Access to health care refers to the ease with which an individual can obtain needed medical services. RAND research has examined the social, cultural, economic, and geographic factors that influence health care access worldwide; the effects of changes in access; and the relationship between access and health for specific U.S. populations—including racial and ethnic minorities, people with limited English proficiency, the uninsured, the elderly, children, and veterans.
Research conducted by:
RAND National Security Research Division;
Military Health Policy Research
Featured at RAND
States that choose not to expand Medicaid under federal health care reform will leave millions of their residents without health insurance and increase spending on the cost of treating uninsured residents, at least in the short term.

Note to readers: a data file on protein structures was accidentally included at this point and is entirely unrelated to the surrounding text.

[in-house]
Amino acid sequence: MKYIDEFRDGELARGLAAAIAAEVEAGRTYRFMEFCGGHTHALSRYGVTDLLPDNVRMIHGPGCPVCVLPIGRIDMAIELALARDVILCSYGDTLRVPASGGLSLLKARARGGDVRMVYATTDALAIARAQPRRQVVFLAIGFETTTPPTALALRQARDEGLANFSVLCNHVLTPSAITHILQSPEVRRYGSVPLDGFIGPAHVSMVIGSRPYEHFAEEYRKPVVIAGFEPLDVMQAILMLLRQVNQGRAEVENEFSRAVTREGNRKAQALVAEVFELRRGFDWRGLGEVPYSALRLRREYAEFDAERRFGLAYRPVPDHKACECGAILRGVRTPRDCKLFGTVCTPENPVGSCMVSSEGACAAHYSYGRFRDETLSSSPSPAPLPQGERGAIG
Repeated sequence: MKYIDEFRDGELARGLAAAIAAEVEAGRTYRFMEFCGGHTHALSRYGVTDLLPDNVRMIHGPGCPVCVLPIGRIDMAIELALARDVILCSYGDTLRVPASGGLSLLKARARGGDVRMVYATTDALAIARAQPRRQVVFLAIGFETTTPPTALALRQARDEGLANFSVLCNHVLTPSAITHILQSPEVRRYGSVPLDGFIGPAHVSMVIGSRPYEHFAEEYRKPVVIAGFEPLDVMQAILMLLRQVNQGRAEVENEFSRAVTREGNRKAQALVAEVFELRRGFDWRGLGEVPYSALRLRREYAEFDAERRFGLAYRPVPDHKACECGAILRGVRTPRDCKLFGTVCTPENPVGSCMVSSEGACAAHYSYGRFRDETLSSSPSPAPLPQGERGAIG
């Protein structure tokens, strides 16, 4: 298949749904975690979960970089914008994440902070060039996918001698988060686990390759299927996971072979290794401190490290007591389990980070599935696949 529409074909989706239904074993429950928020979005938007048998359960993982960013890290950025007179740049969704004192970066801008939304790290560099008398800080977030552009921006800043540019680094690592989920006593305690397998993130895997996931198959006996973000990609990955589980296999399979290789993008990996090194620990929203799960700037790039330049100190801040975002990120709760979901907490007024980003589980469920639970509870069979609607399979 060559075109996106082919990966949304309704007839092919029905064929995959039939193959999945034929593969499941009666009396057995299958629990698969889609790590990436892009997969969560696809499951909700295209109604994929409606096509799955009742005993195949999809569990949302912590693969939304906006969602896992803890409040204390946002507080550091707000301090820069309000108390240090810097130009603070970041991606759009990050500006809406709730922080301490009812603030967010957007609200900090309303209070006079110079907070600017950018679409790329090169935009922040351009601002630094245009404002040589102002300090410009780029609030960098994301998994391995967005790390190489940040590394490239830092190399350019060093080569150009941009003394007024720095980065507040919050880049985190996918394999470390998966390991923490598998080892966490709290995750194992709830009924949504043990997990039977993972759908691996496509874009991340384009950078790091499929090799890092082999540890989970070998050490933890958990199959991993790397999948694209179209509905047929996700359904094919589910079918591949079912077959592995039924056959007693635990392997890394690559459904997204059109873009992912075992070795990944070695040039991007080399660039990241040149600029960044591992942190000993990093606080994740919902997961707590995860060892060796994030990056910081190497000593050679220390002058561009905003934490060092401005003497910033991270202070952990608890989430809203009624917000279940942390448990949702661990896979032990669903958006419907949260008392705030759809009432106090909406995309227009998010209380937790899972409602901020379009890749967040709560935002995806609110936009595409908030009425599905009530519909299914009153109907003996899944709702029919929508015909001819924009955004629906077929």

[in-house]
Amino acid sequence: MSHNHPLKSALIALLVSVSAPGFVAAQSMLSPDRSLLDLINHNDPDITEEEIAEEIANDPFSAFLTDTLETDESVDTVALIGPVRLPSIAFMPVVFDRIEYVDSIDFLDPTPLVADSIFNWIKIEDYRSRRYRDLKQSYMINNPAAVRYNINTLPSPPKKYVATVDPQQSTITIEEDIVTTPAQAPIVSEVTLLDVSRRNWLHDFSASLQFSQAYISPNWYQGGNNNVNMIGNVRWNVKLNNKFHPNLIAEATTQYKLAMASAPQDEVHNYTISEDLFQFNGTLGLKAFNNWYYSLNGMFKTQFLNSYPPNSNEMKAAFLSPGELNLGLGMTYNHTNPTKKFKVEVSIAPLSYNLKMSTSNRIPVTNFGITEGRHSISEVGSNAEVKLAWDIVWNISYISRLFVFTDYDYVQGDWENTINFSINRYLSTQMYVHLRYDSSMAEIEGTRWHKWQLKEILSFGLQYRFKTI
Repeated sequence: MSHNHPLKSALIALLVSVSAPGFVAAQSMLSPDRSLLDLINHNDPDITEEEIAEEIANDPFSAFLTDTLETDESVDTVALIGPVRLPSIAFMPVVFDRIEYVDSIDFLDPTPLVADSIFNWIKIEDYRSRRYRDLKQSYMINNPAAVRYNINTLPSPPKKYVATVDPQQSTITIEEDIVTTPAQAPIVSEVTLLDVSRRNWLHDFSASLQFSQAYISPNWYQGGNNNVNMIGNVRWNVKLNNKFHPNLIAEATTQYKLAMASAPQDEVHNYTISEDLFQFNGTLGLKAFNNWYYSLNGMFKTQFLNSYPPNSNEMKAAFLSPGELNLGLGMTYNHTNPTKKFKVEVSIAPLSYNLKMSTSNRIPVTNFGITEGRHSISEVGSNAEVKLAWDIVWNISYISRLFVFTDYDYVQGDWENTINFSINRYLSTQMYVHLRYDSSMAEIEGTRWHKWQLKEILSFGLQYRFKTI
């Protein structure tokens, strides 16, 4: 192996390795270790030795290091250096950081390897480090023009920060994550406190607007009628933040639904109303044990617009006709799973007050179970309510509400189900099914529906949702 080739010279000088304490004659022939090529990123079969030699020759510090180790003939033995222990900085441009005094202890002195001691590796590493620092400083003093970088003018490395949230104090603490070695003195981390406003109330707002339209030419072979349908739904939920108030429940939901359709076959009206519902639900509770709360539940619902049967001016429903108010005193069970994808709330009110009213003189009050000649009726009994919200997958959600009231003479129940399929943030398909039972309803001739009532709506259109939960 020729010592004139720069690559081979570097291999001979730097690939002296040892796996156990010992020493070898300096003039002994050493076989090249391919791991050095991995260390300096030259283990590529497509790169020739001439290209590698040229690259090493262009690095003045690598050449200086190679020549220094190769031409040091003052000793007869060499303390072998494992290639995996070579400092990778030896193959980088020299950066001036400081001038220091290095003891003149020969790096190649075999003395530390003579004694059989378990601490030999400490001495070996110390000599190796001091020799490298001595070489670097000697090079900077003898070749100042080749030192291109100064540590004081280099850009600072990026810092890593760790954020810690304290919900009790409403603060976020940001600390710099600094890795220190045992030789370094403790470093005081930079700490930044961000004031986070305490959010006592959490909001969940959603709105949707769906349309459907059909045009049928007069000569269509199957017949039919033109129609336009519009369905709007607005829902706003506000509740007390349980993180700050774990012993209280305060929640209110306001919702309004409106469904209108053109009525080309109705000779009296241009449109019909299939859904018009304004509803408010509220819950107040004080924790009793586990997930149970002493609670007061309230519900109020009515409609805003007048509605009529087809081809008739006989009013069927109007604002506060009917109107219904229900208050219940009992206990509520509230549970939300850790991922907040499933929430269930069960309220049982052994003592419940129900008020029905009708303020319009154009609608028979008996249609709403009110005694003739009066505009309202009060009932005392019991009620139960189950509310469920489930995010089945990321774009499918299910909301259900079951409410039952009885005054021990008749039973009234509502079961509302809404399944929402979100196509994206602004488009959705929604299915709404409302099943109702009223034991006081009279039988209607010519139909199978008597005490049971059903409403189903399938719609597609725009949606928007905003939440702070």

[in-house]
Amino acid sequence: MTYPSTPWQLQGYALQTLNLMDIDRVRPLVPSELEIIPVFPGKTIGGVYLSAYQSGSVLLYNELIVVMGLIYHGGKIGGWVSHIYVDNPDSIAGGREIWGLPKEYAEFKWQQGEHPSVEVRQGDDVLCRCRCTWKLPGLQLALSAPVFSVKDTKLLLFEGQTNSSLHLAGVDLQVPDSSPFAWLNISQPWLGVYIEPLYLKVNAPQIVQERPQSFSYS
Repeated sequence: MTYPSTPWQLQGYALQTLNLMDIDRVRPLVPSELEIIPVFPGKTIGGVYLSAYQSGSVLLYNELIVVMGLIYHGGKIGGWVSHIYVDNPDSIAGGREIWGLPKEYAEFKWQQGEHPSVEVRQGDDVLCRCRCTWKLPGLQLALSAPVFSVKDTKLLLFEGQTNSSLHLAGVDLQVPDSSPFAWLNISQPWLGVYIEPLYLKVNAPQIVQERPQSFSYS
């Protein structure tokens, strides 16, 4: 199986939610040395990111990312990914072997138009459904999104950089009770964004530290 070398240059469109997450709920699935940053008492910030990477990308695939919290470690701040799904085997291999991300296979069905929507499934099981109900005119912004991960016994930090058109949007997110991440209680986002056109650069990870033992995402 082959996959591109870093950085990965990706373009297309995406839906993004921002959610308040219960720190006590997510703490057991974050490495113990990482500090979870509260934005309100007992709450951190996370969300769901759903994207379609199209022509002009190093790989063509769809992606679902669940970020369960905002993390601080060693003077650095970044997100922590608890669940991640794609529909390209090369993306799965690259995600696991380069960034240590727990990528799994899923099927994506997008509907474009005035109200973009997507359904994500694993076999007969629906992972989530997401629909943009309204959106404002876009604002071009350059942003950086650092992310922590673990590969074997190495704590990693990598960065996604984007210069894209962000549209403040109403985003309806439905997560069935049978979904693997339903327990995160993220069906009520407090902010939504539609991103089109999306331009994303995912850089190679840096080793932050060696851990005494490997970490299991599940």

This web-based mapping tool can help health care decisionmakers in Missouri identify community-level hotspots where suboptimal health care exists, in particular when it is related to low health literacy.
In a policy forum hosted by the Promising Practices Network and Kansas Action for Children, top experts from around the country shared research and practice knowledge related to federal and state SCHIP policy. Video of the event is available online.